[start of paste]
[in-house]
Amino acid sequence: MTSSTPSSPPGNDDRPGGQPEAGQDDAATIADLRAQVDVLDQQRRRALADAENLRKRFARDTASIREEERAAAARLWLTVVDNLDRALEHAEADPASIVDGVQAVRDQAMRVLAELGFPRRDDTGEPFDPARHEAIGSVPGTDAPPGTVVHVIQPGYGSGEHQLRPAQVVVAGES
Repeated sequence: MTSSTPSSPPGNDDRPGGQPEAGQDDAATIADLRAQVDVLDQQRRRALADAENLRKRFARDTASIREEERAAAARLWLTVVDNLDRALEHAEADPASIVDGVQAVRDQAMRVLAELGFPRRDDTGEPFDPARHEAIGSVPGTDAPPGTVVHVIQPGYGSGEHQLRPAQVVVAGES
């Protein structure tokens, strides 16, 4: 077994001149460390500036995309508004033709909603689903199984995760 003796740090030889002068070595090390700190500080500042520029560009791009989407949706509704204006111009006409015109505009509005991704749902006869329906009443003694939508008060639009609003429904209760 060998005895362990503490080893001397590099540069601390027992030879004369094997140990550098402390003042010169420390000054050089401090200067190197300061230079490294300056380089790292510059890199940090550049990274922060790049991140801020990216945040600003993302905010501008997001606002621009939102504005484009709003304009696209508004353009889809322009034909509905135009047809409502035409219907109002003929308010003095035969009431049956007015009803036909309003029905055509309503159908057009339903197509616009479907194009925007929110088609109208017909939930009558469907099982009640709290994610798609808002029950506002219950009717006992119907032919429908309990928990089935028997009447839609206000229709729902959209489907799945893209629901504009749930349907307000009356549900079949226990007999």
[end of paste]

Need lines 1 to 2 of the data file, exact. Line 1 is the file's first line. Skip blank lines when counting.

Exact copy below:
[in-house]
Amino acid sequence: MTSSTPSSPPGNDDRPGGQPEAGQDDAATIADLRAQVDVLDQQRRRALADAENLRKRFARDTASIREEERAAAARLWLTVVDNLDRALEHAEADPASIVDGVQAVRDQAMRVLAELGFPRRDDTGEPFDPARHEAIGSVPGTDAPPGTVVHVIQPGYGSGEHQLRPAQVVVAGES